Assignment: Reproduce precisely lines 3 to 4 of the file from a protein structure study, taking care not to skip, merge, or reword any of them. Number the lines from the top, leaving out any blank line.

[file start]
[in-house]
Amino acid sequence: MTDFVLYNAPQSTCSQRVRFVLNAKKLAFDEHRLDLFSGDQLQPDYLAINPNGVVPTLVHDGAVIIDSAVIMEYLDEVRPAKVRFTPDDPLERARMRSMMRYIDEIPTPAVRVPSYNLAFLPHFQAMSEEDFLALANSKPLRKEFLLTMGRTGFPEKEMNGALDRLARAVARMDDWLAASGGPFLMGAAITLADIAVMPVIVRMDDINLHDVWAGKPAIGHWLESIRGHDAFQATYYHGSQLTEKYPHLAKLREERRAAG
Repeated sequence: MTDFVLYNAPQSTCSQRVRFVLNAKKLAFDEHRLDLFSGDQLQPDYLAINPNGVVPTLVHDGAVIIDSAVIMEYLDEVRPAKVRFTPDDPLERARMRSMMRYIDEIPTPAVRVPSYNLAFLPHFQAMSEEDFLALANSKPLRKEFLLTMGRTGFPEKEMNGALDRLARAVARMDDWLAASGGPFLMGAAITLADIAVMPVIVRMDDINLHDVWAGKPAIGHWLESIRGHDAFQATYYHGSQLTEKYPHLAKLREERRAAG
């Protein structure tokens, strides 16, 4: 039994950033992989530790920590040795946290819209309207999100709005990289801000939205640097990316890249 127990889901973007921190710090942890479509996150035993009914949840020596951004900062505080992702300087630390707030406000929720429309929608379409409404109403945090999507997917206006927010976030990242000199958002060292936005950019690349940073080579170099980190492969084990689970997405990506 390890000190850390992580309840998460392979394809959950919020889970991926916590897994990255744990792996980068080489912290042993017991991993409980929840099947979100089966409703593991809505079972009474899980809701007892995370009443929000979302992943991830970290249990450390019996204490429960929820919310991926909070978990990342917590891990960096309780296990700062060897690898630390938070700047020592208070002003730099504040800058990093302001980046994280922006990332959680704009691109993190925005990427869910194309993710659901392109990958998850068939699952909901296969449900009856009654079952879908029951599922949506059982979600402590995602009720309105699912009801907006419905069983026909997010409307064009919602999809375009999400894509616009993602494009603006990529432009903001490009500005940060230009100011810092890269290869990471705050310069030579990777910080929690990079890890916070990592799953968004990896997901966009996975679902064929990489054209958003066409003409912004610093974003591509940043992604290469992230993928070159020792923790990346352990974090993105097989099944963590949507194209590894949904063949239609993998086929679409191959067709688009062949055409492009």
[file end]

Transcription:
Repeated sequence: MTDFVLYNAPQSTCSQRVRFVLNAKKLAFDEHRLDLFSGDQLQPDYLAINPNGVVPTLVHDGAVIIDSAVIMEYLDEVRPAKVRFTPDDPLERARMRSMMRYIDEIPTPAVRVPSYNLAFLPHFQAMSEEDFLALANSKPLRKEFLLTMGRTGFPEKEMNGALDRLARAVARMDDWLAASGGPFLMGAAITLADIAVMPVIVRMDDINLHDVWAGKPAIGHWLESIRGHDAFQATYYHGSQLTEKYPHLAKLREERRAAG
């Protein structure tokens, strides 16, 4: 039994950033992989530790920590040795946290819209309207999100709005990289801000939205640097990316890249 127990889901973007921190710090942890479509996150035993009914949840020596951004900062505080992702300087630390707030406000929720429309929608379409409404109403945090999507997917206006927010976030990242000199958002060292936005950019690349940073080579170099980190492969084990689970997405990506 390890000190850390992580309840998460392979394809959950919020889970991926916590897994990255744990792996980068080489912290042993017991991993409980929840099947979100089966409703593991809505079972009474899980809701007892995370009443929000979302992943991830970290249990450390019996204490429960929820919310991926909070978990990342917590891990960096309780296990700062060897690898630390938070700047020592208070002003730099504040800058990093302001980046994280922006990332959680704009691109993190925005990427869910194309993710659901392109990958998850068939699952909901296969449900009856009654079952879908029951599922949506059982979600402590995602009720309105699912009801907006419905069983026909997010409307064009919602999809375009999400894509616009993602494009603006990529432009903001490009500005940060230009100011810092890269290869990471705050310069030579990777910080929690990079890890916070990592799953968004990896997901966009996975679902064929990489054209958003066409003409912004610093974003591509940043992604290469992230993928070159020792923790990346352990974090993105097989099944963590949507194209590894949904063949239609993998086929679409191959067709688009062949055409492009």